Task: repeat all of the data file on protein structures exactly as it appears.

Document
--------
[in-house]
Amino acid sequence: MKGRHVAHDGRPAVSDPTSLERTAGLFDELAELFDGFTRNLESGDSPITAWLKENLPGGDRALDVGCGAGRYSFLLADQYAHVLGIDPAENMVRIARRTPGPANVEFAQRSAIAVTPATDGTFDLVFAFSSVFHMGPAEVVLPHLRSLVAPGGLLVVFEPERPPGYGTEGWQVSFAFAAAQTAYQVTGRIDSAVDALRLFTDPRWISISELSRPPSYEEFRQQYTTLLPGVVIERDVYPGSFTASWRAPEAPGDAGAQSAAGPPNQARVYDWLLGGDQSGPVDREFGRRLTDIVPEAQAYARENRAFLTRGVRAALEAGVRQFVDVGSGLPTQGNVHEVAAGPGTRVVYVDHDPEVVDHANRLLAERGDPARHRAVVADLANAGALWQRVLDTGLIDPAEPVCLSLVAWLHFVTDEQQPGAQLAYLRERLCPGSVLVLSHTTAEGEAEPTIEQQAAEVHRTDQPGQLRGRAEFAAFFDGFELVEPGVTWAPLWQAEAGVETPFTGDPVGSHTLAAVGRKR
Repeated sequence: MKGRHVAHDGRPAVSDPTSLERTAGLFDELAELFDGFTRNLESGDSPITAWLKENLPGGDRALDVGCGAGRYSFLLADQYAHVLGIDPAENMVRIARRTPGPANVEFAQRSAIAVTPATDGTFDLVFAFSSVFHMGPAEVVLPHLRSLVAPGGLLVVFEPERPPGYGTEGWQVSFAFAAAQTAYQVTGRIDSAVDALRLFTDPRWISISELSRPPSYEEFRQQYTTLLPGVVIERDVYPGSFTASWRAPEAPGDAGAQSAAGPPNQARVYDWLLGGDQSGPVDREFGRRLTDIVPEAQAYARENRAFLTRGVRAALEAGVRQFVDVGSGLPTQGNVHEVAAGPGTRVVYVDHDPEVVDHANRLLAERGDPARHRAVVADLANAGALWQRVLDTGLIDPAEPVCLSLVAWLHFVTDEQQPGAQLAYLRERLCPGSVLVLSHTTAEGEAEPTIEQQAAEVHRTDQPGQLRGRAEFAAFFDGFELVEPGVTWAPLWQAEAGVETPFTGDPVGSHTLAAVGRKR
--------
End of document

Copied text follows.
[in-house]
Amino acid sequence: MKGRHVAHDGRPAVSDPTSLERTAGLFDELAELFDGFTRNLESGDSPITAWLKENLPGGDRALDVGCGAGRYSFLLADQYAHVLGIDPAENMVRIARRTPGPANVEFAQRSAIAVTPATDGTFDLVFAFSSVFHMGPAEVVLPHLRSLVAPGGLLVVFEPERPPGYGTEGWQVSFAFAAAQTAYQVTGRIDSAVDALRLFTDPRWISISELSRPPSYEEFRQQYTTLLPGVVIERDVYPGSFTASWRAPEAPGDAGAQSAAGPPNQARVYDWLLGGDQSGPVDREFGRRLTDIVPEAQAYARENRAFLTRGVRAALEAGVRQFVDVGSGLPTQGNVHEVAAGPGTRVVYVDHDPEVVDHANRLLAERGDPARHRAVVADLANAGALWQRVLDTGLIDPAEPVCLSLVAWLHFVTDEQQPGAQLAYLRERLCPGSVLVLSHTTAEGEAEPTIEQQAAEVHRTDQPGQLRGRAEFAAFFDGFELVEPGVTWAPLWQAEAGVETPFTGDPVGSHTLAAVGRKR
Repeated sequence: MKGRHVAHDGRPAVSDPTSLERTAGLFDELAELFDGFTRNLESGDSPITAWLKENLPGGDRALDVGCGAGRYSFLLADQYAHVLGIDPAENMVRIARRTPGPANVEFAQRSAIAVTPATDGTFDLVFAFSSVFHMGPAEVVLPHLRSLVAPGGLLVVFEPERPPGYGTEGWQVSFAFAAAQTAYQVTGRIDSAVDALRLFTDPRWISISELSRPPSYEEFRQQYTTLLPGVVIERDVYPGSFTASWRAPEAPGDAGAQSAAGPPNQARVYDWLLGGDQSGPVDREFGRRLTDIVPEAQAYARENRAFLTRGVRAALEAGVRQFVDVGSGLPTQGNVHEVAAGPGTRVVYVDHDPEVVDHANRLLAERGDPARHRAVVADLANAGALWQRVLDTGLIDPAEPVCLSLVAWLHFVTDEQQPGAQLAYLRERLCPGSVLVLSHTTAEGEAEPTIEQQAAEVHRTDQPGQLRGRAEFAAFFDGFELVEPGVTWAPLWQAEAGVETPFTGDPVGSHTLAAVGRKR